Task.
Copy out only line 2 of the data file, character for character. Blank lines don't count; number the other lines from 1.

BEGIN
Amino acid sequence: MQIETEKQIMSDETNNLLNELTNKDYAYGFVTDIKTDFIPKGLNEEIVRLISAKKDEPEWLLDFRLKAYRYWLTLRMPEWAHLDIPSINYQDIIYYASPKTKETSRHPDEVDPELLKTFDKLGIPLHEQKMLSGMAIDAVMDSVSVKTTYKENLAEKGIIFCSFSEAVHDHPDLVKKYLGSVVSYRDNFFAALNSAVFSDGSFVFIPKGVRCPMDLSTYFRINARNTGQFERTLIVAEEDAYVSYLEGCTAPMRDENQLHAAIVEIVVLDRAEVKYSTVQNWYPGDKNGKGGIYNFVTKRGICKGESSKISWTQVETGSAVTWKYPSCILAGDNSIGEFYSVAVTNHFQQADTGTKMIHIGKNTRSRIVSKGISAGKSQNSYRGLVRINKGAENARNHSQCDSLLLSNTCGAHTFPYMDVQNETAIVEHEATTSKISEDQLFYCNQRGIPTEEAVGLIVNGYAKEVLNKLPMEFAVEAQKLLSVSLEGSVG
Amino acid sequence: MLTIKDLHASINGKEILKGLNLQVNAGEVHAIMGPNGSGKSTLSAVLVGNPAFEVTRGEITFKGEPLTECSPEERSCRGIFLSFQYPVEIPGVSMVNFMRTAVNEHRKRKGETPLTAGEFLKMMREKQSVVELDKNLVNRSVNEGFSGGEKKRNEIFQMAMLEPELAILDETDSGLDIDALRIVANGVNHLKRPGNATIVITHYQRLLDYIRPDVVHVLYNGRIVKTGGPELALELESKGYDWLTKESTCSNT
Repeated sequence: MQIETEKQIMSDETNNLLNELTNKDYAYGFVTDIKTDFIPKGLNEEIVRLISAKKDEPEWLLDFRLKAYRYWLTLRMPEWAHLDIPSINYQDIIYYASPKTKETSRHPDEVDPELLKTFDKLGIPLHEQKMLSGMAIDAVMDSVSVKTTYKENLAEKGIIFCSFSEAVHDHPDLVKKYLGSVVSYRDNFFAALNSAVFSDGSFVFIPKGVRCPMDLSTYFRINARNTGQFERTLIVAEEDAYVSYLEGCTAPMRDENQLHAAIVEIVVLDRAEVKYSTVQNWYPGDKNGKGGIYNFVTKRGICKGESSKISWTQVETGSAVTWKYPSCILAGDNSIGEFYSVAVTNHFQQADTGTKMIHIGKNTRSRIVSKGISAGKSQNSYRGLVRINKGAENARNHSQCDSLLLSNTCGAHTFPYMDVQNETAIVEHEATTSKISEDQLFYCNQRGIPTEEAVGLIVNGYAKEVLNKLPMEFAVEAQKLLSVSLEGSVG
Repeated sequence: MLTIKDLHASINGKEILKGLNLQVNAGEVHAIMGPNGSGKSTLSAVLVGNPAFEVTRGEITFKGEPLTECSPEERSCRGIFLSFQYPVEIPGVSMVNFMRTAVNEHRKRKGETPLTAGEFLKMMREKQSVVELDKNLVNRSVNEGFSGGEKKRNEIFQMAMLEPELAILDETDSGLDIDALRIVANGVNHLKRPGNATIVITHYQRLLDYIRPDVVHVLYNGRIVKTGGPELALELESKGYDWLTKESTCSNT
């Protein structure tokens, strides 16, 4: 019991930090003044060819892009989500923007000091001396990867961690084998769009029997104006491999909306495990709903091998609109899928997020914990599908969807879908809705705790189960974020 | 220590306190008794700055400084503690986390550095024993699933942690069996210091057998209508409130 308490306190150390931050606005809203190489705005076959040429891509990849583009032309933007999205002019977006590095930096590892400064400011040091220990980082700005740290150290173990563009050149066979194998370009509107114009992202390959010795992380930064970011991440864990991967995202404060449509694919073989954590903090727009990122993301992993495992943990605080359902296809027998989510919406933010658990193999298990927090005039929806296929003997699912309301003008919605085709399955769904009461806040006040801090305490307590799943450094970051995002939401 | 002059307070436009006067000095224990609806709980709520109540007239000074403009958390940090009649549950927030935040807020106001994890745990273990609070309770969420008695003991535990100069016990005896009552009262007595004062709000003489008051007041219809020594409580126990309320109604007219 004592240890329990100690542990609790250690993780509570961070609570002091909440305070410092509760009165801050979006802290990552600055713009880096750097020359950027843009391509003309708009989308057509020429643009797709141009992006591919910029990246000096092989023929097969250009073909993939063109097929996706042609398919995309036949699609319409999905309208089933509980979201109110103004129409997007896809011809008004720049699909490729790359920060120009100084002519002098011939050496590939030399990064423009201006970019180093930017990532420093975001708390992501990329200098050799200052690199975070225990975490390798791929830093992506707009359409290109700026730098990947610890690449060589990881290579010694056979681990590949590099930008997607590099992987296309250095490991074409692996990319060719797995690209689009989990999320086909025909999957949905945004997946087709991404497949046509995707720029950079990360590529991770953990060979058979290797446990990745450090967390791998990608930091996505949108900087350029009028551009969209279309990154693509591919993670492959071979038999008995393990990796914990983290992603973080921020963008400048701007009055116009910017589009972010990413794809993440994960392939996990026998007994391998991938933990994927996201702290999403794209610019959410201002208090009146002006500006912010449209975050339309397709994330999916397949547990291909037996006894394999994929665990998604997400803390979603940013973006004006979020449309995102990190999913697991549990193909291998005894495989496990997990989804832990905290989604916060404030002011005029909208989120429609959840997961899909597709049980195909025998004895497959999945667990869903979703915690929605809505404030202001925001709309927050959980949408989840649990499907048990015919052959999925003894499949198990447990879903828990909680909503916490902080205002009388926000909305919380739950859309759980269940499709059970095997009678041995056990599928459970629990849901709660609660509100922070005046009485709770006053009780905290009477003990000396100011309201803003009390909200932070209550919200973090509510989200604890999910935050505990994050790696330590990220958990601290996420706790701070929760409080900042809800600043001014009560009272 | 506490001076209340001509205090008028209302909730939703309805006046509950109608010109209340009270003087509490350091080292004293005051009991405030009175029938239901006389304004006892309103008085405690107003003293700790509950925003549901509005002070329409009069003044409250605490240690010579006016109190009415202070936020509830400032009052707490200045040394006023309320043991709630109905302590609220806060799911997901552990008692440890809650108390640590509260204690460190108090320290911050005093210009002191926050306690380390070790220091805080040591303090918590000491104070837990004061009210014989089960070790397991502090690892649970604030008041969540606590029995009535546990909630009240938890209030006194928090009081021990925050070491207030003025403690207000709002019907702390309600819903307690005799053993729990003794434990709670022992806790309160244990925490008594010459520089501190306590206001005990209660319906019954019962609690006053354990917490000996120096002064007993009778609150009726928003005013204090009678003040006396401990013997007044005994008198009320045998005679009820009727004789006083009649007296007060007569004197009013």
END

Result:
Amino acid sequence: MLTIKDLHASINGKEILKGLNLQVNAGEVHAIMGPNGSGKSTLSAVLVGNPAFEVTRGEITFKGEPLTECSPEERSCRGIFLSFQYPVEIPGVSMVNFMRTAVNEHRKRKGETPLTAGEFLKMMREKQSVVELDKNLVNRSVNEGFSGGEKKRNEIFQMAMLEPELAILDETDSGLDIDALRIVANGVNHLKRPGNATIVITHYQRLLDYIRPDVVHVLYNGRIVKTGGPELALELESKGYDWLTKESTCSNT